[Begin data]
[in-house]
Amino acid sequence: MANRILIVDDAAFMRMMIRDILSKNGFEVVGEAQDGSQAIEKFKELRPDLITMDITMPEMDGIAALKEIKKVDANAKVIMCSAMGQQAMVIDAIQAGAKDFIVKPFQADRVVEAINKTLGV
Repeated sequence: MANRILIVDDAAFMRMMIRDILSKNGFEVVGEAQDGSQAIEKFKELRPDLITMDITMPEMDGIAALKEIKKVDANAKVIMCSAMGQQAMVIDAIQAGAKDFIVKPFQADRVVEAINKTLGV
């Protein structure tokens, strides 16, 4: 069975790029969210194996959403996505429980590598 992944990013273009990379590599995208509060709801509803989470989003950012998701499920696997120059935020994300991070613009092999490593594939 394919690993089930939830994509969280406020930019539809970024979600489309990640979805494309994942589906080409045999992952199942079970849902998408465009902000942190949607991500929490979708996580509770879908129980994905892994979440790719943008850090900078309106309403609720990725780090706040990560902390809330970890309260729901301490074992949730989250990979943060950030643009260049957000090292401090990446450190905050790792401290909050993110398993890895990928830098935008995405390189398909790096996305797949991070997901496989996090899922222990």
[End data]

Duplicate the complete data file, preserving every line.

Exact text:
[in-house]
Amino acid sequence: MANRILIVDDAAFMRMMIRDILSKNGFEVVGEAQDGSQAIEKFKELRPDLITMDITMPEMDGIAALKEIKKVDANAKVIMCSAMGQQAMVIDAIQAGAKDFIVKPFQADRVVEAINKTLGV
Repeated sequence: MANRILIVDDAAFMRMMIRDILSKNGFEVVGEAQDGSQAIEKFKELRPDLITMDITMPEMDGIAALKEIKKVDANAKVIMCSAMGQQAMVIDAIQAGAKDFIVKPFQADRVVEAINKTLGV
């Protein structure tokens, strides 16, 4: 069975790029969210194996959403996505429980590598 992944990013273009990379590599995208509060709801509803989470989003950012998701499920696997120059935020994300991070613009092999490593594939 394919690993089930939830994509969280406020930019539809970024979600489309990640979805494309994942589906080409045999992952199942079970849902998408465009902000942190949607991500929490979708996580509770879908129980994905892994979440790719943008850090900078309106309403609720990725780090706040990560902390809330970890309260729901301490074992949730989250990979943060950030643009260049957000090292401090990446450190905050790792401290909050993110398993890895990928830098935008995405390189398909790096996305797949991070997901496989996090899922222990």